Monthly Archives: February 2014

Are Your Maybes Holding You Hostage?

Maybe.

Consider the implications of this one word.

How many times have you said, “Maybe I will do that,” or “Maybe I like that,” or “Maybe later.”

Most of our maybes are another way of saying, “Um, I just don’t know.”  It reeks of hesitancy, and it’s another way of putting life on hold.

Of course, there are times when saying maybe is the exact non-action we need to take.  We wouldn’t want to jump into anything that would actually put our lives in jeopardy.  But we can only sit on the fence for so long before distress and confusion set in.  Better to decide and live with the decision of yes or no, or your maybe will hold you hostage until you take some kind of action.

Lingering too long in the purgatory of maybe slows our creativity.  Sometimes it stops our progress altogether.  At their best, our maybes are our future possibilities, but if we remain inactive or indecisive, those possibilities will remain unrealized.  The more we remain in the realm of maybe, the more uninspired we become.  This can lead to anxiety, depression, hopelessness, helplessness, addiction, and giving up.

Many times people use maybe because they don’t want to be held accountable for their commitments (or possible commitments). But living an authentic life, one in which you are true to yourself, means being ready, willing, and able to transform those maybes into nos and yeses. The moment we replace maybe with either a yes or a no, we generate movement. We become unstuck and our inspiration, creativity, and confidence begin to flow.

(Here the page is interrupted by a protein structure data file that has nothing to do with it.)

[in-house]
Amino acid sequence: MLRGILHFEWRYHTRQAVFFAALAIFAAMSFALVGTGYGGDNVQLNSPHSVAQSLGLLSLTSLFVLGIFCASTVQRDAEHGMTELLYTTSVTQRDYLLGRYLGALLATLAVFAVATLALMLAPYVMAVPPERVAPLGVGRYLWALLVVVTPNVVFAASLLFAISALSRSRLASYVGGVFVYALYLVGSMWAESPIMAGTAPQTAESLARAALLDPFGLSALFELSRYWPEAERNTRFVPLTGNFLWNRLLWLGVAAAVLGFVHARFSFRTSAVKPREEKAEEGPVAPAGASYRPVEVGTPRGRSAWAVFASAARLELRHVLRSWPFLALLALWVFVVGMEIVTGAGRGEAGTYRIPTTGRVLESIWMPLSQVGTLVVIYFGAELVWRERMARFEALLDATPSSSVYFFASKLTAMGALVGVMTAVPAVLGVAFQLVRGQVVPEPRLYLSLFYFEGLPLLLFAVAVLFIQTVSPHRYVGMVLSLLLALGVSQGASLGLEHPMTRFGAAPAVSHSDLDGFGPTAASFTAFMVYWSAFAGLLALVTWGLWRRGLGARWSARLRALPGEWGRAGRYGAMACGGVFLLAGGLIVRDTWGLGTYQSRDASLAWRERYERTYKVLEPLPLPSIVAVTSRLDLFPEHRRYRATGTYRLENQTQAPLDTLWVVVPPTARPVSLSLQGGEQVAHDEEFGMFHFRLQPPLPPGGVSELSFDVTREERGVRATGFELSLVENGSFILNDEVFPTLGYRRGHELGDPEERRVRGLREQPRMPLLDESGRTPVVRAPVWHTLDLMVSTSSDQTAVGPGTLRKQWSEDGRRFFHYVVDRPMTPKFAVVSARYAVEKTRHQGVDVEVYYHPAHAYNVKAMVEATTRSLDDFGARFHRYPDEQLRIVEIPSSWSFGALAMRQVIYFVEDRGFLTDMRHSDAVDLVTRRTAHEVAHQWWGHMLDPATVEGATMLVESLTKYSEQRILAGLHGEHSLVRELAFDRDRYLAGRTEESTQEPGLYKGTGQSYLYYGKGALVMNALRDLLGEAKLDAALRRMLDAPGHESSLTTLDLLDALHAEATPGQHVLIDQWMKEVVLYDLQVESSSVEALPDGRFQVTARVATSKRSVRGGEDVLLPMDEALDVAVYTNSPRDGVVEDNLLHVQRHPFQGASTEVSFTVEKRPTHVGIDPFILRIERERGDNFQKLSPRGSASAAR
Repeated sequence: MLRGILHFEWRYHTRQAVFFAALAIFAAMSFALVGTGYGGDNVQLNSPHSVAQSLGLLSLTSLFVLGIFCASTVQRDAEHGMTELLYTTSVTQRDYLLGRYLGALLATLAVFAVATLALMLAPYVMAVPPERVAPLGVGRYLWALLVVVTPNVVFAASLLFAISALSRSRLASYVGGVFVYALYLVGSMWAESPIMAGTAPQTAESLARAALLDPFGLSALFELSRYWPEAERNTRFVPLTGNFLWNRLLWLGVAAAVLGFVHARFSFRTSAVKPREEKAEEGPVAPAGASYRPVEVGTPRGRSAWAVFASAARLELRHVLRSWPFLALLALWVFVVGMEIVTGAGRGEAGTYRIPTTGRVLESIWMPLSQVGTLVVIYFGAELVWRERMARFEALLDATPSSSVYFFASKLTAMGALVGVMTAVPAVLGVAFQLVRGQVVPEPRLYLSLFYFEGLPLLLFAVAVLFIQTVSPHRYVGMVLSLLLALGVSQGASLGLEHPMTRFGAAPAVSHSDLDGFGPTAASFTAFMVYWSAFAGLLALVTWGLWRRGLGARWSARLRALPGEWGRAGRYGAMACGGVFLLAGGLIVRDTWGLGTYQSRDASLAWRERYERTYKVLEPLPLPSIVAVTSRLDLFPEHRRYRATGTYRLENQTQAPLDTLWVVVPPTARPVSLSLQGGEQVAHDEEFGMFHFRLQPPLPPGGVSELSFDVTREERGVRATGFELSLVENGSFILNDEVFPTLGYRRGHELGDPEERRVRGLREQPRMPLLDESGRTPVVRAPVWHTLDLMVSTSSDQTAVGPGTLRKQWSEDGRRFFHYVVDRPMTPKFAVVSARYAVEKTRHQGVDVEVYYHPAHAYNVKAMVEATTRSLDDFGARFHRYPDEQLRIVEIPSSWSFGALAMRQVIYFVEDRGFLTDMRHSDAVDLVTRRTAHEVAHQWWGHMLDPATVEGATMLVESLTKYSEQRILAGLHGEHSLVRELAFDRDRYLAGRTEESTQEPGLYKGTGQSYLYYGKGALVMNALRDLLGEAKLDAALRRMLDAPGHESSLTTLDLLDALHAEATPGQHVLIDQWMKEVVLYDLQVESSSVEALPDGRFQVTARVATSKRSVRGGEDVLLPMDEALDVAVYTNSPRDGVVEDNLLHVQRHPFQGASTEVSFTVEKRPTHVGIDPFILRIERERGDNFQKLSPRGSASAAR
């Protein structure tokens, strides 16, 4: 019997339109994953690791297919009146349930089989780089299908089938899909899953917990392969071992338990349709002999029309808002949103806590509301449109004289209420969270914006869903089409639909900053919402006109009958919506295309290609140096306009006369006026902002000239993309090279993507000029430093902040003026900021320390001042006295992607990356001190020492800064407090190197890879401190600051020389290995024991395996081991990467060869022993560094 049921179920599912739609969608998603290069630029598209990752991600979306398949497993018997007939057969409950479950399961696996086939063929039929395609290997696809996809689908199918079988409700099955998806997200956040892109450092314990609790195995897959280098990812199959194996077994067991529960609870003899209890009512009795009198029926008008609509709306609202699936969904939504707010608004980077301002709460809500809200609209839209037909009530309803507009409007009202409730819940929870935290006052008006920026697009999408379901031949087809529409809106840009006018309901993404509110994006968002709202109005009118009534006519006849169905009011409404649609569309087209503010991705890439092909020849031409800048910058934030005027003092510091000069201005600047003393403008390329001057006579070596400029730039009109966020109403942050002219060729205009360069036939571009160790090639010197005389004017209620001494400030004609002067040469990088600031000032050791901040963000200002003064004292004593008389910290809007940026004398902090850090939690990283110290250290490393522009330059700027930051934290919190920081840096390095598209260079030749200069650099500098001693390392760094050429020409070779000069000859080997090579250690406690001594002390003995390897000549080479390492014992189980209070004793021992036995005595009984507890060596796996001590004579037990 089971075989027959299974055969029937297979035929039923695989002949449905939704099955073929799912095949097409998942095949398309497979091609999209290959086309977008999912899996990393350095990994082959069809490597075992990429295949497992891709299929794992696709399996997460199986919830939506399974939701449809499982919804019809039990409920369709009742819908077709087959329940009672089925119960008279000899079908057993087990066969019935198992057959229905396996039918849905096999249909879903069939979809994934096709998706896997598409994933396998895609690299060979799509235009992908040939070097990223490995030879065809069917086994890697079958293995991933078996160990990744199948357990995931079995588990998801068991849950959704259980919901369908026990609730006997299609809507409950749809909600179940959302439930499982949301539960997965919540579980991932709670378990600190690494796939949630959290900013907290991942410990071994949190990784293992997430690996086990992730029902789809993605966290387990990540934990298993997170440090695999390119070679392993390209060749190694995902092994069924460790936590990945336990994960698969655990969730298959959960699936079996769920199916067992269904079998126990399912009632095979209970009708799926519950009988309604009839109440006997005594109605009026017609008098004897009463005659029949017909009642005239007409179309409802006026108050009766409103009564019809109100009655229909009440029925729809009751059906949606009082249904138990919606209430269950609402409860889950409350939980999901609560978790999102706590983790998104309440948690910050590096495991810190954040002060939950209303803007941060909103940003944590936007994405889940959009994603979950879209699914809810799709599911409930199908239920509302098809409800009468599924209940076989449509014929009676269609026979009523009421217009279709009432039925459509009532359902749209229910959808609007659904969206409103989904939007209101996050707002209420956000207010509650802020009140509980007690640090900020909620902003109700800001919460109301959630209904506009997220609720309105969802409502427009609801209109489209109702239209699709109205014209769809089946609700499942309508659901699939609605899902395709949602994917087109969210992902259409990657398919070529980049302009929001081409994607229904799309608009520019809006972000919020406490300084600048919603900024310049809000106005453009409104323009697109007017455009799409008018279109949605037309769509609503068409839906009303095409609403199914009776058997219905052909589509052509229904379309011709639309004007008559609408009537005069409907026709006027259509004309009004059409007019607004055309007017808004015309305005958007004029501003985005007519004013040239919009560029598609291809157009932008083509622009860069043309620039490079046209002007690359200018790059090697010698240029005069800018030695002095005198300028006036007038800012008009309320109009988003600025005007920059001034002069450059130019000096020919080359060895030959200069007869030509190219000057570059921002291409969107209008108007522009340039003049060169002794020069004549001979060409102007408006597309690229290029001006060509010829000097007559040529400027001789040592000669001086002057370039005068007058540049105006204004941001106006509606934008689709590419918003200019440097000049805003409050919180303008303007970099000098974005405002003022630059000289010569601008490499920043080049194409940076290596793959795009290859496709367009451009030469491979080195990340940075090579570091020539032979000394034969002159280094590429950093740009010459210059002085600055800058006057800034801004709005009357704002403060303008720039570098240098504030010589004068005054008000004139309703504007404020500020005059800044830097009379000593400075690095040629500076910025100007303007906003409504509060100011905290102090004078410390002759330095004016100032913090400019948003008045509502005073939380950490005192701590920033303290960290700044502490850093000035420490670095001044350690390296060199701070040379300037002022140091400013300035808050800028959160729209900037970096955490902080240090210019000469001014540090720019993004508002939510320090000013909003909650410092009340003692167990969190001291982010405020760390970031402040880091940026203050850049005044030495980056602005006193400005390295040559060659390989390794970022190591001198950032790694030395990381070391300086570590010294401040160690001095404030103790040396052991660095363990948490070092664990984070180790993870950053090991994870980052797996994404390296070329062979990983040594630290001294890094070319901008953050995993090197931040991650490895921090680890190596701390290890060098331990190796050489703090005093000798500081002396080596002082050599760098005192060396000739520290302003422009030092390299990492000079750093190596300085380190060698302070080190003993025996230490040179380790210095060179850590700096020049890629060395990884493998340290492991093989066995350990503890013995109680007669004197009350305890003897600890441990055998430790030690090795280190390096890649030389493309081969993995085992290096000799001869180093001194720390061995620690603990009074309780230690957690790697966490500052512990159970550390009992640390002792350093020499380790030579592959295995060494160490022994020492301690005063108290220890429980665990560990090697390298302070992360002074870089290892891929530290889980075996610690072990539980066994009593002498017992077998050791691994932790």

Transforming your maybes begins with some self-examination and internal spring cleaning. This can be as simple as making a list of maybes in your life.  Consider all areas (personal, financial, vocational, spiritual, physical, relational, etc.).  This means all the things you are undecided about, including any unfinished projects that are loitering inside your closets. Bring them all out into the open where you can face them head-on.

Decide what you are not going to give your time and energy to. This is where you will take action to dissolve any commitments that no longer serve your highest good.  If any commitment has resulted and continues to result in energy drain, it’s time to say no to it. Bless it as you release it, and give gratitude for it once having served you.

Now decide on what you are going to say yes to.  Be clear and open about it.  This means being conscious of what you are committing yourself to. Again, do what you need to do to renew your commitment to it, and begin. You will feel a sense of renewal within yourself, one that gives you the energy and inspiration to move forward.

As for any lingering maybes, give them a deadline, not too far into the future, when you will decide either yes or no.

When we are intentional and conscious about our nos and yeses, there won’t be any room for the maybes to hold us hostage.

 

Creating and Setting Intentions

In The Complete I Ching, Alfred Huang writes, “The intention behind each action determines its effect.  Our intentions and our actions affect not only ourselves but also others.  If we believe that every intention and action evolves as we progress on our spiritual journeys, then if we act consciously we evolve consciously, but if we act unconsciously we evolve unconsciously.”

As we choose to live intentionally, we become active participants in the creative process at work in our lives.  We evolve consciously, being proactive in the creation of our lives rather than reactive and involved unconsciously (our habitual responses).

We take charge.  We are aware.  We create from our intentions, and our lives flourish as a result of our intentional living.

Intentional choices make for intentional, conscious results. Intentions invite us to explore and discover our life circumstances, calling us to creatively live our lives.

When we set an intention, we put our life force into its generation.  It becomes our reference point, guiding our experience.  Instead of reacting to situations with habitual responses, we hold our intention and use it to direct the experience.